Elections 2012
Graphic: Emily Metcalf
Elections 2012
Graphic: Emily Metcalf

This article focuses exclusively on the policy positions of OHA Trustee-at-Large candidate Cal Lee.  It is not about the person, character or contributions of Cal Lee to the community.   In that regard, Lee is an outstanding coach who has served thousands of our island youth.  I admire his career and acknowledge the well-deserved love many have for the man.

 

In this essay, I want to allow voters to know what Cal Lee’s impact upon the state of Hawaii will be if elected as an OHA trustee, based upon his own written statements.

 

According to the Issues section of his campaign website, Cal Lee is an advocate of the Native Hawaiian Roll Commission Act (Act 195) and he also supports OHA’s role in funding the process.[1]  Elsewhere on his issues site he states his understanding of the role OHA will play in the NHRCA: “Funding to facilitate the activities of the Native Hawaiian Roll Commission will be provided by the Office of Hawaiian Affairs.”[2]

 

In contrast to Cal Lee, I am on record in opposition to the Native Hawaiian Roll Commission Act (Act 195) on the grounds that it violates Hawaiian and American Democratic values by establishing a race-based nation which excludes all who do not have Hawaiian blood.  I have written elsewhere that the original Hawaiian nation, under the first monarch, Kamehameha, through the last monarch, Queen Lili’uokalani, welcomed individuals without Hawaiian blood as citizens.  If these citizens, of Chinese, Japanese, Caucasian and other ancestries were alive today, their Hawaiian citizenship would be stripped away by the Native Hawaiian Roll Commission Act.

 

Also in contrast to Cal Lee, I am on record in opposition to the use of OHA’s resources for the purpose of financing the establishment of a race-based nation through the Roll Commission Act.  In a recent audit of the Office of Hawaiian Affairs, the State Auditor determined that a significant percentage of OHA’s spending goes to administration and advocacy costs.[3]  Yet, OHA documents the plight of Hawaiians as being over-represented amongst the unemployed, homeless, under-nourished, physically ill, incarcerated, and under-educated.   Now, with Act 195 and Cal Lee’s interpretation and support of OHA as the funder of its activities, more money will be drained away from needed services for Hawaiians.

 

To get an idea as to how much funding OHA trustees have been willing to spend on advocacy, one need merely look at their expenditures on the so-far failed Akaka Bill, which until recently, was the chief means of promoting the race-based nation concept Lee advocates.  At a time when homelessness has been on the rise in Hawaii, the trustees have spent undisclosed millions of dollars on lobbying, an in-house legal department, Washington D.C. offices, D.C. and Hawaii legal firms, and entertaining members of Congress.[4]  Cal Lee must be aware of these costs based upon his written criticism of the current incumbent and Trustee-at-Large candidate: “OHA spent millions of dollars in lobbying the Akaka Bill, under Chairperson Haunani Apoliona.  A steep price to pay…” [5]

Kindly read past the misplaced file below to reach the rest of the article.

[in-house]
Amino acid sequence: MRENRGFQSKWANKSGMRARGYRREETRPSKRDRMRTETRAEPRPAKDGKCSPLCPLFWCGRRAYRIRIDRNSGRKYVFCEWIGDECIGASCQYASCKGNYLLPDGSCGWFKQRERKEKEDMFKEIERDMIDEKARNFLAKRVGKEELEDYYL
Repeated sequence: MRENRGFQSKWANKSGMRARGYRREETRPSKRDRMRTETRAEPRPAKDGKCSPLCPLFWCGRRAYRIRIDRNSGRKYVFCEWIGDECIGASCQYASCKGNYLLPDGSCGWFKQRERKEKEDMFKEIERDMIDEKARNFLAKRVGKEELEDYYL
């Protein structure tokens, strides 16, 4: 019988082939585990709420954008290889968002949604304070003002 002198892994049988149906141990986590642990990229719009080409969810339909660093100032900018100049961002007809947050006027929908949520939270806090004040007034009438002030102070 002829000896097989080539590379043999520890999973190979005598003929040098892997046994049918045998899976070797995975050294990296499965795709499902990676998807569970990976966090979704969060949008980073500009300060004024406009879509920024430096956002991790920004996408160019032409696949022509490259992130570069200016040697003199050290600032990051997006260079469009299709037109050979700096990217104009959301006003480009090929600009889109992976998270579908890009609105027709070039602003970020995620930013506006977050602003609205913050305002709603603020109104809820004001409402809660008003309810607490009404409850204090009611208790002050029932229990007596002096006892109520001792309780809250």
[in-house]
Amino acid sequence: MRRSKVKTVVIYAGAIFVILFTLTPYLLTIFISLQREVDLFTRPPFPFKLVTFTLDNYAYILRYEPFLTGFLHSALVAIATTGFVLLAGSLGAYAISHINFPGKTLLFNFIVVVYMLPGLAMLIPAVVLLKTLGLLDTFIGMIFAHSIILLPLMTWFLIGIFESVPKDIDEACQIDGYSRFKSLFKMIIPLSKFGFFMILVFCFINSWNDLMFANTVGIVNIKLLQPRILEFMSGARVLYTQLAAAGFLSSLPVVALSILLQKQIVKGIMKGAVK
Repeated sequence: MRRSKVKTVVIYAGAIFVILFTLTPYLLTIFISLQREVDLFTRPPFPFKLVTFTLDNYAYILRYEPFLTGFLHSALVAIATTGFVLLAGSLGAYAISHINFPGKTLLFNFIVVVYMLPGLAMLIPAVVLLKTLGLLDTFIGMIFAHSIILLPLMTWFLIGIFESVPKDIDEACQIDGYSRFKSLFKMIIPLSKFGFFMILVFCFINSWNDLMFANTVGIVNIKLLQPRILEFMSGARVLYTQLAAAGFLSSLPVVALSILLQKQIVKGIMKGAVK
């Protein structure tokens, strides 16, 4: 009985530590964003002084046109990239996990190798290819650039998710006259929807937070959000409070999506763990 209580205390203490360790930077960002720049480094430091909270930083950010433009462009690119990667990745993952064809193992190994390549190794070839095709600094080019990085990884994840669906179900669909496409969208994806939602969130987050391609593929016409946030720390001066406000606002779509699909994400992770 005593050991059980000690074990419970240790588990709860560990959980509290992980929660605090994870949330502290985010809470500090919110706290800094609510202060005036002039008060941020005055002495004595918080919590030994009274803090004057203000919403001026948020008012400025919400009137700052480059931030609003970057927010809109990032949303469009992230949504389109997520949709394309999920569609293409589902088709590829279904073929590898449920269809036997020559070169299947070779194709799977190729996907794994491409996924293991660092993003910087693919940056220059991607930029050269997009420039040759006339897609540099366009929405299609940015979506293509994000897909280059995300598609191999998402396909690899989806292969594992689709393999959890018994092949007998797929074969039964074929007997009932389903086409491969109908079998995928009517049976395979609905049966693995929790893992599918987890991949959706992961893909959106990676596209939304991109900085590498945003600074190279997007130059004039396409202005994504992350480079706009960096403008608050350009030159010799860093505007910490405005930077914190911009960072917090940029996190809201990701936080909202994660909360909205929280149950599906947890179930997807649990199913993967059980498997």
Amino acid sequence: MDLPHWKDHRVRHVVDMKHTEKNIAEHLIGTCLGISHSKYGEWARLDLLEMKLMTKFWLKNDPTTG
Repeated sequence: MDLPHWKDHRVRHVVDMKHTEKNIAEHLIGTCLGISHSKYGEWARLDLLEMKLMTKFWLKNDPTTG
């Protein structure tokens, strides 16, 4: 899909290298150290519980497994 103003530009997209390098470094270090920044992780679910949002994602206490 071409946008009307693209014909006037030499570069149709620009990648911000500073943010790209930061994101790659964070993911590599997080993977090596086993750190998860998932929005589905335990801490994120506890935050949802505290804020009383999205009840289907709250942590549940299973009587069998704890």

It would be incorrect to single out Cal Lee as the originator or driving force behind the ideas of a race-based nation and that OHA should devote large sums of money to its realization.    These ideas were in place before Lee entered the contest to become an OHA trustee.    Credit for the plan of racial separatism goes to the existing OHA trustee board under the long-term leadership of Haunani Apoliona who hopes to be granted a fifth four-year term by the voters this General Election.   Cal Lee’s support of OHA’s stance demonstrates that if he is elected a trustee, voters can expect more of the same from OHA.  Regardless of the “teamwork” Lee says he will bring to the OHA board[6], with his consent, it will continue to divert resources from its mission to serve real needs of Hawaiians to the harmful advocacy of a race-based nation.

 

In closing, I want to reiterate that my comments are not a criticism of Cal Lee on a personal level, but an analysis of the positions he has made public.  Additionally, I must point out that Cal Lee has failed to participate in public forums where he could discuss and explain his views and has turned down my request that he meet me to debate these issues so that the public can compare where we stand.  This essay was written so that can take place.

Keli’i Akina, Ph.D., is a philosopher who lectures on human rights and business ethics in Chinese and American universities.  Dr. Akina is currently a candidate for Trustee-at-Large in the Office of Hawaiian Affairs.  His website is www.Akina2012.com and his e-mail address in wkaina@EWLE.net.



REFERENCES

 

[1] Cal Lee for OHA campaign website at http://www.votecallee.com/issues/hawaiian-self-determination-sovereignty-and-nationhood/ Downloaded 10/31/12

[3] See Hawaii State Auditor,  Investment Portfolio Review of the Office of Hawaiian Affairs, http://hawaii.gov/auditor/Reports/2009/09-10.pdf Downloaded 10/31/12

 

[4] See, as one attempt to research the costs of OHA spending on Akaka Bill advocacy, Chad Blair in Civil Beat: http://www.civilbeat.com/articles/2011/01/24/8335-akaka-bill-fails-lobbyists-collect-32m-from-oha/ Downloaded 10/31/12, and Gordon Pang in “OHA spends millions on trying to create a Native Hawaiian nation” in the Honolulu (Star) Advertiser:   http://the.honoluluadvertiser.com/article/2008/Jul/16/ln/hawaii807160384.html, Downloaded 11/1/2012

[5] Cal Lee for OHA campaign website, op. cit.

[6] Chad Blair, Cal Lee: I’ll Bring Teamwork to OHA, http://www.civilbeat.com/articles/2012/10/15/17363-cal-lee-ill-bring-teamwork-to-oha/ Downloaded 10/31/12

 

 

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